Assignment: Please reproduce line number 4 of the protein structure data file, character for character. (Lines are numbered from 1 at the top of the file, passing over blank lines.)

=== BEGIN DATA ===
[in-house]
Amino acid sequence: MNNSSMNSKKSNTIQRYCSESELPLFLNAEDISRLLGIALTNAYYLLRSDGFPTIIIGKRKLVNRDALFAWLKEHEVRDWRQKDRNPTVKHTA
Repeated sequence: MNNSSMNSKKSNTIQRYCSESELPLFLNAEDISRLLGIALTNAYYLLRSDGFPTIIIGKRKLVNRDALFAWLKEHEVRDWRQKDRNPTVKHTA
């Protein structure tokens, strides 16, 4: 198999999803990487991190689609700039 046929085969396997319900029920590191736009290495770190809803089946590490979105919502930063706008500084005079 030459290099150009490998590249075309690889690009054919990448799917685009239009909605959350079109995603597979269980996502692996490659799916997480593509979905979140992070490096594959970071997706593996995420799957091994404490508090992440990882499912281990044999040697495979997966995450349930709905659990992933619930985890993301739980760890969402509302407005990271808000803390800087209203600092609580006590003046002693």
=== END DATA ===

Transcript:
């Protein structure tokens, strides 16, 4: 198999999803990487991190689609700039 046929085969396997319900029920590191736009290495770190809803089946590490979105919502930063706008500084005079 030459290099150009490998590249075309690889690009054919990448799917685009239009909605959350079109995603597979269980996502692996490659799916997480593509979905979140992070490096594959970071997706593996995420799957091994404490508090992440990882499912281990044999040697495979997966995450349930709905659990992933619930985890993301739980760890969402509302407005990271808000803390800087209203600092609580006590003046002693």